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  1. I suspect you might get a 'details' grade because of the scratches. If it was my coin, I wouldn't send it for grading and would just enjoy it in the raw, appreciating its age, history and the various hands it must have passed through over the last two centuries.
  2. It's a pity about the scratches in the obverse field, and it may have been slightly polished (hard to tell from the photos) but in UK Grading terms I'd say it's about EF for wear. In NGC grading terms, I'd put it somewhere around AU55 to AU58. Just my opinion, obviously 😊
  3. Royal Mint Bullion does occasionally have cheaper prices for certain coins than the likes of Atkinsons. The most recent case in point from my perspective was the 1/4 oz Gold Lunar Monkeys that they were selling in March to May (now sold out). I bought one for £256 in March. But most of the time Atkinsons are cheaper, and Bullion By Post are usually cheaper too (but generally a little more expensive than Atkinsons). I have found the service from both these companies to be excellent, and I prefer to deal with them than with RMB - I really don't like their web ordering process and I also prefer UK deliveries by Royal Mail rather than a third party courier (RMB use DHL I think, for most of their gold sales). For silver if you prefer to buy from the UK and are 'happy' to suffer the VAT, I have found SilverStan and Silver-Trader to be most competitive (usually better than Atkinsons) if you just want the odd small piece or two. I don't buy enough physical silver to worry too much about the price - the stuff I do buy is to keep for pleasure.
  4. To the OP - it sounds as if you have built some excellent foundations already and have got your head screwed on very well. I'd echo the advice already given to put money into your pension, especially if you can contribute to a workplace pension and even more especially if/when you are a higher rate taxpayer. This will build you an even more solid foundation for retirement. At 27, you can afford to take a pretty high degree of risk with these investments for the next 25-ish years, so be aggressive with your choices here (i.e. buy things that other people currently want to sell, or which appear to be priced at an undervalue - see the Woodford example above). I'd be investing in the UK, Europe and Asia now with any new money. Otherwise, the best general advice is always try to live within your means, and maintain the discipline of putting away some of your spare money each year. I have been doing this for about 25 years now and have about 9 times my annual salary invested at the moment across my ISA, SIPP, cash savings and physical PMs as a result of these actions, plus 13 years worth of contributions to a frozen final salary pension and 30 years of UK State Pension contributions (I am 50 years old). Try not to worry about short or medium term market swings. Invest regularly if you can, but gain enough knowledge so that you can buy a bit more than usual on any market dips. To that end, try to maintain a cash savings balance of up to 1 year's worth of living expenses if you can. I currently have about 2 years' worth in cash, but my income has historically been a bit less stable than many people's. Good luck 😋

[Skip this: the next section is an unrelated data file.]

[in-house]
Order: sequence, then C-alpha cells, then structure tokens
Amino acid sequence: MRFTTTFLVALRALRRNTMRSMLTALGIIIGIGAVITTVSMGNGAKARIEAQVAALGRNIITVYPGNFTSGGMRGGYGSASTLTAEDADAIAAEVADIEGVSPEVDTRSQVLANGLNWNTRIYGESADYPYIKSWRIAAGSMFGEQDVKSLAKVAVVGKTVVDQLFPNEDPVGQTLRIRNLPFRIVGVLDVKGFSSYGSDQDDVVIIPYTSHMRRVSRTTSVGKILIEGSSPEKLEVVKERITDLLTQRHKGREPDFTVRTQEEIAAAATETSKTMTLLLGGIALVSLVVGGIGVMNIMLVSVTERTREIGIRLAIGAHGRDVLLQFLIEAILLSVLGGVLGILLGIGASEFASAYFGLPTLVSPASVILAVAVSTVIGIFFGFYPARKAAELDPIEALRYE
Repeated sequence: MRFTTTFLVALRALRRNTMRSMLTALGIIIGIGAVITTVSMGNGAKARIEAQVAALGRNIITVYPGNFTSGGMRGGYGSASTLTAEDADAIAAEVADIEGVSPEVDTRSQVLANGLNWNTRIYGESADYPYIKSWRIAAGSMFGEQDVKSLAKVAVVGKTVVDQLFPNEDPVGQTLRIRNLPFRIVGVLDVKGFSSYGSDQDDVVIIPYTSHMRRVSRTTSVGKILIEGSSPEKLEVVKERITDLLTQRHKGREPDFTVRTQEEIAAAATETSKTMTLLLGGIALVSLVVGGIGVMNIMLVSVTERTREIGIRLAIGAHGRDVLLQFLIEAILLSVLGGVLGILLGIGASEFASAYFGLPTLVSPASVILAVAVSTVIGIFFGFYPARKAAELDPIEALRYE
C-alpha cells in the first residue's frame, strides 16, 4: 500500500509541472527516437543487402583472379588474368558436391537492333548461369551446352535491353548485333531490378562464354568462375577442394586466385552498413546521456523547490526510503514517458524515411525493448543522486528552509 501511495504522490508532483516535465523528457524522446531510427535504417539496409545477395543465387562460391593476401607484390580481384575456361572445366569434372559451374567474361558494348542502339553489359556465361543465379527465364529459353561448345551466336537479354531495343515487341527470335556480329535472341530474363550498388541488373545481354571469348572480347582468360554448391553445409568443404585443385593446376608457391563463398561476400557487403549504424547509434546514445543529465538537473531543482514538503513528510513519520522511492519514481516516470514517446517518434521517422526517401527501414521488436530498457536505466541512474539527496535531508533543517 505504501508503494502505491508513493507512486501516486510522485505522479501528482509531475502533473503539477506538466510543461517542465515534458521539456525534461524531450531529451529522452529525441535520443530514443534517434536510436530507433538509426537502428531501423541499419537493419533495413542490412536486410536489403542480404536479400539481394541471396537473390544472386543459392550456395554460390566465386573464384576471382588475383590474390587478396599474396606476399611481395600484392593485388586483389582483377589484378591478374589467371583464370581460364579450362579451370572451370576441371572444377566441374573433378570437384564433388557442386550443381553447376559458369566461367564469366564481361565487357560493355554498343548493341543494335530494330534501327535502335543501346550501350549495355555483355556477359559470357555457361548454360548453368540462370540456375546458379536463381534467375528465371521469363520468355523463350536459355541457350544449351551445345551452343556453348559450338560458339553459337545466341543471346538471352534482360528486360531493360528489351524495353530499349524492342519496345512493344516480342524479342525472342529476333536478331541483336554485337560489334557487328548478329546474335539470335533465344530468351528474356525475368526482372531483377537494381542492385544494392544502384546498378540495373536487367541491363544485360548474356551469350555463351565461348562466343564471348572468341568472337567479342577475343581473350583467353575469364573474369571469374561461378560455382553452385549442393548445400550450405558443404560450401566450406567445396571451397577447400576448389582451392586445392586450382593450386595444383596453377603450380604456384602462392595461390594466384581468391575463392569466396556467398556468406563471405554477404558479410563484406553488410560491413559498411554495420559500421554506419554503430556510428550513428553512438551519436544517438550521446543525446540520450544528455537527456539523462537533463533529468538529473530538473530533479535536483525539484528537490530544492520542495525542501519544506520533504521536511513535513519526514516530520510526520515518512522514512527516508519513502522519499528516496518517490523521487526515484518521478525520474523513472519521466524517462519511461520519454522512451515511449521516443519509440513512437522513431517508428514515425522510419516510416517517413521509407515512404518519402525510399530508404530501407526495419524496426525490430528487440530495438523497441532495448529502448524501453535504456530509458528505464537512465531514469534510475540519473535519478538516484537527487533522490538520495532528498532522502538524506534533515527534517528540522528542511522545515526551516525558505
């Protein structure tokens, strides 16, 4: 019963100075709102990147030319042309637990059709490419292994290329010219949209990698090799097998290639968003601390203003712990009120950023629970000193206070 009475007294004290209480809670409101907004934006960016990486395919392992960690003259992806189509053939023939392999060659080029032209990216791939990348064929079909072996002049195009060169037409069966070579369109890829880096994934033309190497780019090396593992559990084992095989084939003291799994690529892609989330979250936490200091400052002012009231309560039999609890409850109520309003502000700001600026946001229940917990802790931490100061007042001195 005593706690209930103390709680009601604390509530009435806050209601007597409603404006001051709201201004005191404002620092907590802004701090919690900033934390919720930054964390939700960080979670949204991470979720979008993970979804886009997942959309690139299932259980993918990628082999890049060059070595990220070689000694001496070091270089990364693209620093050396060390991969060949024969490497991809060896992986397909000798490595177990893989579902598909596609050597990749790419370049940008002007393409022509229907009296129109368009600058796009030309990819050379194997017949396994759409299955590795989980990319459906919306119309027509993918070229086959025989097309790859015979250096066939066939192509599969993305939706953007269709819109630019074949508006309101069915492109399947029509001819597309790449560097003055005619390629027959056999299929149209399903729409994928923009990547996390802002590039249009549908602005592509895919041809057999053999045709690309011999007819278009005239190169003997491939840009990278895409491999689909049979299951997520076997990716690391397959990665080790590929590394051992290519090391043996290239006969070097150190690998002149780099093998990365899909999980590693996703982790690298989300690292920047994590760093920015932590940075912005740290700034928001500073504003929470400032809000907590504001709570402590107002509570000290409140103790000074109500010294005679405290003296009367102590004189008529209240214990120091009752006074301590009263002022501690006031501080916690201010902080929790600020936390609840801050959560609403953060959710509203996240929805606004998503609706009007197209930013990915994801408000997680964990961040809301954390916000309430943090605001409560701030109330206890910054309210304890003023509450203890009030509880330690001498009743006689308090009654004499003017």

5. Agree with Fastnick about the challenges. However sad in the short term for the RM workers, I do think that the RM operations should be scaled back significantly if the demand for coins goes down, rather than for it to keep producing its current, shameless, 'products'. In answer to the original question - I suspect that only a sovereign completist collector would even countenance forking out such a sum, and it's only because the coin fills a very tricky gap in their collection. 100 grand buys a lot of pleasure elsewhere 😋
  6. Marmite on crumpets for the win! Wearing a tweed suit whilst watching the cricket, of course...
  7. [Rant] Just say no! These offers just depress me, regarding how far the Royal Mint is prostituting itself producing what (to me) is either tawdry tat, or stuff they have no business doing at all. The only one of those offers that I would even vaguely consider is the 15% off the 50 years of the 50p set. As for the rest... [/Rant] 😁
  8. It looks like a seagull has done a poo on his hair!
  9. I'd definitely cash in the Kew Gardens coin unless you wanted to keep it for your own pleasure. The popularity of 50p coins is very high at the moment in my opinion and this may not be the case in say 5 years' time. Half sovs will always be worth bullion value, at least.
  10. If you're in a country with no sales taxes on any of the PMs, today I would buy 20% in Gold, 40% in Silver and 40% in Platinum. 1oz coins rather than bars. In the UK I would put the vast majority into physical gold coins, either bullion sovereigns or 1oz Britannias with some current-release QBs and the Royal Arms coin for a bit of variety. I would buy a 10oz UK silver coin and a 10oz Britannia silver bar for a bit of shiny physical silver to enjoy for pleasure. If you're happy stacking virtually rather than physically I'd do the similar 20/40/40 split as above but use Exchange Traded Funds.
  11. Stuntman

    Negative Premium

    ^^^ In which case, you would stop thinking of it as a coin, and just sell it as scrap gold to a bullion dealer for at least 98% of spot.
  12. These have been good value from RMB for the last couple of months. I bought one in March. I am a Lunar Monkey, and had already bought the 1oz version in both Gold and Silver a couple of years ago 😊
  13. @vand I'm with Hargreaves Lansdown. I've got the iShares physical Gold fund (SGLN) in my ISA, and the iShares physical Silver and physical Platinum funds SSLN and SPLT) in my SIPP.
  14. I just bought a bit more in my SIPP, in the iShares Physical Platinum ETC Fund.